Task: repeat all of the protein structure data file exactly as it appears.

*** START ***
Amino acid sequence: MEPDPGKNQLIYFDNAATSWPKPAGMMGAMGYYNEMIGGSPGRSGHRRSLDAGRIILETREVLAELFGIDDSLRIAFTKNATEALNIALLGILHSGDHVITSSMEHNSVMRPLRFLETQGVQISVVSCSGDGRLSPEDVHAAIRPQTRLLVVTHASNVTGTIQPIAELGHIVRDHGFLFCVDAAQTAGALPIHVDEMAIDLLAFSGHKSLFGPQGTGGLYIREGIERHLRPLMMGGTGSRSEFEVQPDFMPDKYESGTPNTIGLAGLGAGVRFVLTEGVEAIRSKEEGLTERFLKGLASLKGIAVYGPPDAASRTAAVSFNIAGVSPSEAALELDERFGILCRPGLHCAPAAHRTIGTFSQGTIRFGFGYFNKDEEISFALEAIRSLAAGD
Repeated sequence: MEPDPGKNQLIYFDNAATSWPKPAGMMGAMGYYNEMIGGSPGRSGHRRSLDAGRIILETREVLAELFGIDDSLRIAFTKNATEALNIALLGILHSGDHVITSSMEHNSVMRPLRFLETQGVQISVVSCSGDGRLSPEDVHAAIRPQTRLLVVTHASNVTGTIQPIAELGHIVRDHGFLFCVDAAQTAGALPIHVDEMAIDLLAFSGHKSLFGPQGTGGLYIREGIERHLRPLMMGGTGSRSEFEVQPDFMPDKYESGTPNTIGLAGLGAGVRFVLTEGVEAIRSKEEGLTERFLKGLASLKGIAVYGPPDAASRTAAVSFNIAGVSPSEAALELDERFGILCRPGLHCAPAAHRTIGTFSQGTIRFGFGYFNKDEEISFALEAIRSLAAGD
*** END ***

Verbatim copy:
Amino acid sequence: MEPDPGKNQLIYFDNAATSWPKPAGMMGAMGYYNEMIGGSPGRSGHRRSLDAGRIILETREVLAELFGIDDSLRIAFTKNATEALNIALLGILHSGDHVITSSMEHNSVMRPLRFLETQGVQISVVSCSGDGRLSPEDVHAAIRPQTRLLVVTHASNVTGTIQPIAELGHIVRDHGFLFCVDAAQTAGALPIHVDEMAIDLLAFSGHKSLFGPQGTGGLYIREGIERHLRPLMMGGTGSRSEFEVQPDFMPDKYESGTPNTIGLAGLGAGVRFVLTEGVEAIRSKEEGLTERFLKGLASLKGIAVYGPPDAASRTAAVSFNIAGVSPSEAALELDERFGILCRPGLHCAPAAHRTIGTFSQGTIRFGFGYFNKDEEISFALEAIRSLAAGD
Repeated sequence: MEPDPGKNQLIYFDNAATSWPKPAGMMGAMGYYNEMIGGSPGRSGHRRSLDAGRIILETREVLAELFGIDDSLRIAFTKNATEALNIALLGILHSGDHVITSSMEHNSVMRPLRFLETQGVQISVVSCSGDGRLSPEDVHAAIRPQTRLLVVTHASNVTGTIQPIAELGHIVRDHGFLFCVDAAQTAGALPIHVDEMAIDLLAFSGHKSLFGPQGTGGLYIREGIERHLRPLMMGGTGSRSEFEVQPDFMPDKYESGTPNTIGLAGLGAGVRFVLTEGVEAIRSKEEGLTERFLKGLASLKGIAVYGPPDAASRTAAVSFNIAGVSPSEAALELDERFGILCRPGLHCAPAAHRTIGTFSQGTIRFGFGYFNKDEEISFALEAIRSLAAGD